Tips for Future Litigants

While litigants, particularly in the Third Circuit, may not be able to avoid expansive discovery orders, such as the one described above, parties can (and should) take proactive steps to limit their potential harm.

  • Consider Negotiating the Use of Technology-Assisted Review (“TAR”). While search terms are still common in litigation, TAR is quickly becoming a popular e-discovery practice. One form of TAR (typically referred to as “TAR 1.0”) is a process that allows a small team of expert reviewers to classify a subset of documents for relevance. A computer algorithm is then applied to the remaining documents, tagging potentially responsive documents based on keywords and other metadata. While documents identified as potentially relevant by the computer algorithm are usually manually reviewed for relevance by the producing party, TAR 1.0 typically will decrease the number of irrelevant materials being produced even without the secondary manual review.

    One benefit of TAR is its potential to achieve large cost savings due to the significantly smaller volume of documents that require manual review by lawyers. Even if a secondary review of documents that are identified as potentially relevant is conducted, the need to double-check documents identified by the algorithm as non-relevant is greatly diminished. TAR can also decrease the amount of time between when documents are collected/processed and when they are ultimately produced to the opposing party—a benefit that may help sway opposing counsel during negotiations. TAR is not without costs and risks, however. If a manual review will not be conducted prior to production of documents identified as relevant by the algorithm, TAR is likely to increase the total number of documents being produced compared to a traditional review (i.e., applying search terms and reviewing documents for relevance/responsiveness before production).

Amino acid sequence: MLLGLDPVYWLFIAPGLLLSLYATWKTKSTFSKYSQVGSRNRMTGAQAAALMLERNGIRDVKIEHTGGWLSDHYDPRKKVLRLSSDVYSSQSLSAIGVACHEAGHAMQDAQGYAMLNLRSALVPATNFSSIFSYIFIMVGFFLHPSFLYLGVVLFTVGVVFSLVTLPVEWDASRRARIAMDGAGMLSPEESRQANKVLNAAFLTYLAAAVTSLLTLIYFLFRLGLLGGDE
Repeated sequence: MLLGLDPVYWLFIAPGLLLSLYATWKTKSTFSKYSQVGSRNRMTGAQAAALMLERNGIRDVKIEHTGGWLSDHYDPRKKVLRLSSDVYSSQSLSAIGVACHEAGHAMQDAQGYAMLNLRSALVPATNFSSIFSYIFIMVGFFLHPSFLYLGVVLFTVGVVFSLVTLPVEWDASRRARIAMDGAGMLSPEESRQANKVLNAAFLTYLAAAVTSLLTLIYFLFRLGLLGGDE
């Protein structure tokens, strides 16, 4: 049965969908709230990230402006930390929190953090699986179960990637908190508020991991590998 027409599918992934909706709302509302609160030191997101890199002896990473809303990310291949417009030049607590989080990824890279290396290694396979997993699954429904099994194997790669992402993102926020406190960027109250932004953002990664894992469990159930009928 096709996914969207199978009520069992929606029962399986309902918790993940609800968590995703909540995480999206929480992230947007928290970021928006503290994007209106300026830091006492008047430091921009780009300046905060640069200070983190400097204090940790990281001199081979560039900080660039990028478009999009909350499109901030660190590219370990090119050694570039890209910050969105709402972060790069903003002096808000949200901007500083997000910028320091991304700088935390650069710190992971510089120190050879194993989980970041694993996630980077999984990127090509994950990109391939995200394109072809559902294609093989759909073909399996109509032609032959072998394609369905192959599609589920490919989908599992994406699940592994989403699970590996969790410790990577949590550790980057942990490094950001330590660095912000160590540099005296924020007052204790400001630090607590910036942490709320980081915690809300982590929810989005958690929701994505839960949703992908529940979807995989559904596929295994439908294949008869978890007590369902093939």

If CMOs, like that entered in Actavis, are going to become the new normal (and it appears it may be at least in the Third Circuit), litigants should consider whether TAR is a better option—even if a manual responsiveness review will not be allowed.
  • Consider Completing a Relevance Review Prior to Production. Companies that find themselves subject to expansive discovery orders, like the Actavis CMO, should nonetheless consider conducting a relevance review before handing the documents over to opposing counsel (i.e., within the time afforded by the CMO to make production). Identifying what material should be clawed back prior to production (and having the clawback filing prepared) will limit the amount of time opposing counsel has with the irrelevant documents and therefore the likelihood that competitively sensitive or highly personal material will be seen by multiple people.